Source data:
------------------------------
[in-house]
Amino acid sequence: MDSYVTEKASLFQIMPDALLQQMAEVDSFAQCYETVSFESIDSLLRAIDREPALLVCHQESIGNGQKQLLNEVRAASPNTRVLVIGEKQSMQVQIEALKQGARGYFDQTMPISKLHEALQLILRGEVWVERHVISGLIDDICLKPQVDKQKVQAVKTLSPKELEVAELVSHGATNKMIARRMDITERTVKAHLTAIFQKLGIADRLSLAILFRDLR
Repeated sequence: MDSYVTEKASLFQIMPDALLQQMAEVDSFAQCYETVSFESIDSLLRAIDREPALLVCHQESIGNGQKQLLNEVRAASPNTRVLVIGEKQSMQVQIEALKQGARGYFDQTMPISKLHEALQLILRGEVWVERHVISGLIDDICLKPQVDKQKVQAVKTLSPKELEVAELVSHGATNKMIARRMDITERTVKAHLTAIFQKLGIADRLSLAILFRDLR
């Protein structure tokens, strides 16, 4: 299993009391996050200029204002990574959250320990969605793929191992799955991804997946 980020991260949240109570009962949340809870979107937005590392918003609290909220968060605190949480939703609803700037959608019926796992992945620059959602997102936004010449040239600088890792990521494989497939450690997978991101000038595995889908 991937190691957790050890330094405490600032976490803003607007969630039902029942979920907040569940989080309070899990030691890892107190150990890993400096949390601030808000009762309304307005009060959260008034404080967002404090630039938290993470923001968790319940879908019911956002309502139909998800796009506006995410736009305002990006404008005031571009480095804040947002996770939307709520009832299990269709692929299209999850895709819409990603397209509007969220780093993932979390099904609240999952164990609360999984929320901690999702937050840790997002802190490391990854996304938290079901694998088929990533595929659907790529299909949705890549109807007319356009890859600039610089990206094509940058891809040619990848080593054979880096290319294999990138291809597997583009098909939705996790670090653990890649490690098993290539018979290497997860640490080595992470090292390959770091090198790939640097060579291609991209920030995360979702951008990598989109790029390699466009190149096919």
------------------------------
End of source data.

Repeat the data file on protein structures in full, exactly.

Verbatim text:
[in-house]
Amino acid sequence: MDSYVTEKASLFQIMPDALLQQMAEVDSFAQCYETVSFESIDSLLRAIDREPALLVCHQESIGNGQKQLLNEVRAASPNTRVLVIGEKQSMQVQIEALKQGARGYFDQTMPISKLHEALQLILRGEVWVERHVISGLIDDICLKPQVDKQKVQAVKTLSPKELEVAELVSHGATNKMIARRMDITERTVKAHLTAIFQKLGIADRLSLAILFRDLR
Repeated sequence: MDSYVTEKASLFQIMPDALLQQMAEVDSFAQCYETVSFESIDSLLRAIDREPALLVCHQESIGNGQKQLLNEVRAASPNTRVLVIGEKQSMQVQIEALKQGARGYFDQTMPISKLHEALQLILRGEVWVERHVISGLIDDICLKPQVDKQKVQAVKTLSPKELEVAELVSHGATNKMIARRMDITERTVKAHLTAIFQKLGIADRLSLAILFRDLR
């Protein structure tokens, strides 16, 4: 299993009391996050200029204002990574959250320990969605793929191992799955991804997946 980020991260949240109570009962949340809870979107937005590392918003609290909220968060605190949480939703609803700037959608019926796992992945620059959602997102936004010449040239600088890792990521494989497939450690997978991101000038595995889908 991937190691957790050890330094405490600032976490803003607007969630039902029942979920907040569940989080309070899990030691890892107190150990890993400096949390601030808000009762309304307005009060959260008034404080967002404090630039938290993470923001968790319940879908019911956002309502139909998800796009506006995410736009305002990006404008005031571009480095804040947002996770939307709520009832299990269709692929299209999850895709819409990603397209509007969220780093993932979390099904609240999952164990609360999984929320901690999702937050840790997002802190490391990854996304938290079901694998088929990533595929659907790529299909949705890549109807007319356009890859600039610089990206094509940058891809040619990848080593054979880096290319294999990138291809597997583009098909939705996790670090653990890649490690098993290539018979290497997860640490080595992470090292390959770091090198790939640097060579291609991209920030995360979702951008990598989109790029390699466009190149096919």